What is The Infinite Loop (L∞P)?
We are going to mention the term "The Infinite Loop" hundreds of times through this guide. In order to make our life easier we will use the short "L∞P".
The Infinite Loop (L∞P) is an Agile software development methodology inspired by the open-source community and designed to help technology businesses create a culture of trust, ownership, and data-driven continuous experimentation that fosters sustainable product-led growth and high-performance digital product teams.
The Infinite Loop doesn't try to reinvent the wheel; for the most part, it simply takes elements from other methodologies and software development principles.
The Infinite Loop proposes the creation of product-led teams that use a pull-based system and two backlogs with a focus on different but equally important objectives:
Discovery: Contains tasks that aim to understand the business goals and user needs and design solutions to address their critical challenges before committing resources to development. However, this doesn't mean that development is not involved Discovery. Developers should be engaged in direct conversations with the customer. Also, sometimes the only way to remove unknowns, especially technical unknowns, is to build a prototype that might require development resources. The goal is to ensure that we will build the right product by eliminating unknowns. When the product team gains enough confidence to commit, they work together to finalise a specification that can be included in the Delivery backlog.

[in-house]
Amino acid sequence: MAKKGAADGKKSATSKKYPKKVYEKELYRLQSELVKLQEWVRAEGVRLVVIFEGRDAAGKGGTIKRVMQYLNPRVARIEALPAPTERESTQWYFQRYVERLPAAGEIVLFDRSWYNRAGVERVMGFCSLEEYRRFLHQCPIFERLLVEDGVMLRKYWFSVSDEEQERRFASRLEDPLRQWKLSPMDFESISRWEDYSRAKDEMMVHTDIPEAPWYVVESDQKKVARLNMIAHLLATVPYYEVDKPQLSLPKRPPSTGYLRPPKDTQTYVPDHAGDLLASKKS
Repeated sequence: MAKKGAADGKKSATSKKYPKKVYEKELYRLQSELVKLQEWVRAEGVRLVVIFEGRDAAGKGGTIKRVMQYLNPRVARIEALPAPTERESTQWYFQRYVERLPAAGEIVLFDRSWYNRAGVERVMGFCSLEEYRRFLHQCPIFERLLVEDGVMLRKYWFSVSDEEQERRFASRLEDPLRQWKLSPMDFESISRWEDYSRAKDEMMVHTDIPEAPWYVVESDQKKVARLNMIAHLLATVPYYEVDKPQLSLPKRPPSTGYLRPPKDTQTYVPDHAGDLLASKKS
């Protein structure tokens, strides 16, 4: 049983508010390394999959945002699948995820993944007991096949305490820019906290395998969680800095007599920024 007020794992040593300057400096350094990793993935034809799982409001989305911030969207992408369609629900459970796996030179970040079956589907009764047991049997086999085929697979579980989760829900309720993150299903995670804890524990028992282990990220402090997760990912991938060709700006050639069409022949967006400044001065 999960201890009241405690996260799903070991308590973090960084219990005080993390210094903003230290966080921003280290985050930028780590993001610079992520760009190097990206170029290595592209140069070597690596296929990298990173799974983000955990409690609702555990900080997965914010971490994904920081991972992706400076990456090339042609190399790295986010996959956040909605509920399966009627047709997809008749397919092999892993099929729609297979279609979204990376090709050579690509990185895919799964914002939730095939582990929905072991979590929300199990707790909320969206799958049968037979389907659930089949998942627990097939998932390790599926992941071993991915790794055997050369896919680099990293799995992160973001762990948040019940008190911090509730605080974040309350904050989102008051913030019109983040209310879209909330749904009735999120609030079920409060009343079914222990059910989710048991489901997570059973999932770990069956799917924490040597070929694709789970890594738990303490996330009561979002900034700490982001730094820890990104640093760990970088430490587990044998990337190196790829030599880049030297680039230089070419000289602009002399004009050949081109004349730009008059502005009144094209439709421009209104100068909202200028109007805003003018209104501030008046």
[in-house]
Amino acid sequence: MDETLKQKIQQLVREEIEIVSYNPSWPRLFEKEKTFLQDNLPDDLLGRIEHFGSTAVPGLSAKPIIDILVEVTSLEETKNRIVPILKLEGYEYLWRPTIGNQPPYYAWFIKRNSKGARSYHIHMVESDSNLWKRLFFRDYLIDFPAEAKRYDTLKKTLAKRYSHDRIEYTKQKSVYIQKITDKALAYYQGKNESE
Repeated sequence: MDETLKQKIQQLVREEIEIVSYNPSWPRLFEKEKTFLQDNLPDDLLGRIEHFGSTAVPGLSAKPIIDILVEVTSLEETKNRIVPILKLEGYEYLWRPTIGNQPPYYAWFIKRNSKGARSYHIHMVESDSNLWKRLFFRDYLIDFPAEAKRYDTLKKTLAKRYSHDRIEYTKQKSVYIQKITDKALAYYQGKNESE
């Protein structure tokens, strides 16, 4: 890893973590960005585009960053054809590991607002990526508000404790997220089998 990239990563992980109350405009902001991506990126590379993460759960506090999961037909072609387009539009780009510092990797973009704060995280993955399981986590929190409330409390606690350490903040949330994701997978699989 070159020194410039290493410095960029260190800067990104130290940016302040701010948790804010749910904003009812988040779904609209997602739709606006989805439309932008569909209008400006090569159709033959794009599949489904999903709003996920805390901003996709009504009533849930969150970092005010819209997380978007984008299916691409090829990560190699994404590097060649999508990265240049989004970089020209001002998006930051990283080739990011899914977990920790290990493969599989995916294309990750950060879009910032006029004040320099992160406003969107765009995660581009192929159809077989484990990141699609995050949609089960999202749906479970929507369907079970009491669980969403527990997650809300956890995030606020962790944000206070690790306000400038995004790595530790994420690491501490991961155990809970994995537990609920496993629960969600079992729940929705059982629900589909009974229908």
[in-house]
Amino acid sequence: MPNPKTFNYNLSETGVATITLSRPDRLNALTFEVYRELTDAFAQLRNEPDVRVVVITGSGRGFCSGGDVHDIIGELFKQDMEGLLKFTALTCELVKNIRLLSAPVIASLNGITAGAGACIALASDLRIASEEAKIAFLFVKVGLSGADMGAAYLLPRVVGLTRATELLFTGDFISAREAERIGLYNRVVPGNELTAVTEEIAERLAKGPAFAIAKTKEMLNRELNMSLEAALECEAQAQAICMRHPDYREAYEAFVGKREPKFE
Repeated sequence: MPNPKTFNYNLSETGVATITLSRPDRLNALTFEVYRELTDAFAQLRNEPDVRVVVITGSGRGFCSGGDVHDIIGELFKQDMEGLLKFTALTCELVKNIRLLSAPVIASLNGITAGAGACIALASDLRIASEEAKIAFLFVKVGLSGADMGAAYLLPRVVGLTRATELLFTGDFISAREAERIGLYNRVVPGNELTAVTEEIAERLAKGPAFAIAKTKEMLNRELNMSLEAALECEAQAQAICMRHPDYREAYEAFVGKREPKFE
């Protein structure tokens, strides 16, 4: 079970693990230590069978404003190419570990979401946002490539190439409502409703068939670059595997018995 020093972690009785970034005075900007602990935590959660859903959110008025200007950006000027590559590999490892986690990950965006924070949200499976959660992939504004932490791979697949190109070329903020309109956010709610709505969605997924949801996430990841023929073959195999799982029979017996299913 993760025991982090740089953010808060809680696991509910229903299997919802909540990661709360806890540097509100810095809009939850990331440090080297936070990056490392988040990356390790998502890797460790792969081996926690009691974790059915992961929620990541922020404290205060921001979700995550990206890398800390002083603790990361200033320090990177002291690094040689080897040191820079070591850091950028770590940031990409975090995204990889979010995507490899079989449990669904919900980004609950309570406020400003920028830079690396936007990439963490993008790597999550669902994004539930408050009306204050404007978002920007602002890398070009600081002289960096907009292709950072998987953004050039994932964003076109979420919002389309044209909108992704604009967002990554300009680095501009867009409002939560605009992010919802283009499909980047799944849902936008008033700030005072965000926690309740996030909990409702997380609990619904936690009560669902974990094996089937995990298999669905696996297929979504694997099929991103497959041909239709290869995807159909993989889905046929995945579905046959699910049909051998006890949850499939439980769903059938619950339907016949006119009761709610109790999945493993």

Delivery: Once users have validated our solution ideas, developers can implement the application. The development team is not pressured to hit an arbitrary deadline or an inaccurate estimate. At this point, our developers are perfectly aware of what they need to get done, they are motivated to deliver value to our customers, and we trust them and empower them to reach the right compromise between providing value and managing technical debt. The developers only need to be left alone, so they can get work done. They have a high level of ownership and are responsible for implementing, releasing and operating the code changes. They constantly search for ways to leverage automation to optimise their feedback loops and improve efficiency. The goal is to build the product right.